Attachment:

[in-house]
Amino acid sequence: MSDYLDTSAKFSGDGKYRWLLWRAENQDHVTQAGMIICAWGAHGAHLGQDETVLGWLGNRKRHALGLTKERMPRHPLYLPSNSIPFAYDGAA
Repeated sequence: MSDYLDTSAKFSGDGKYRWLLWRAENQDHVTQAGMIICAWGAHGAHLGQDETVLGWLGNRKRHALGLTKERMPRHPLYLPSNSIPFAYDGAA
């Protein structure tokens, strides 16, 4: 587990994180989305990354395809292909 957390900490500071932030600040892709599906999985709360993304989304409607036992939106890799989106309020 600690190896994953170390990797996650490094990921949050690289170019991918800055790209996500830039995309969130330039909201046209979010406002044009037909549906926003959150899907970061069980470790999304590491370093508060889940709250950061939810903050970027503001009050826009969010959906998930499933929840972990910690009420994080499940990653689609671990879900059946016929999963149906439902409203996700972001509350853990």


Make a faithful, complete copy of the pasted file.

[in-house]
Amino acid sequence: MSDYLDTSAKFSGDGKYRWLLWRAENQDHVTQAGMIICAWGAHGAHLGQDETVLGWLGNRKRHALGLTKERMPRHPLYLPSNSIPFAYDGAA
Repeated sequence: MSDYLDTSAKFSGDGKYRWLLWRAENQDHVTQAGMIICAWGAHGAHLGQDETVLGWLGNRKRHALGLTKERMPRHPLYLPSNSIPFAYDGAA
């Protein structure tokens, strides 16, 4: 587990994180989305990354395809292909 957390900490500071932030600040892709599906999985709360993304989304409607036992939106890799989106309020 600690190896994953170390990797996650490094990921949050690289170019991918800055790209996500830039995309969130330039909201046209979010406002044009037909549906926003959150899907970061069980470790999304590491370093508060889940709250950061939810903050970027503001009050826009969010959906998930499933929840972990910690009420994080499940990653689609671990879900059946016929999963149906439902409203996700972001509350853990």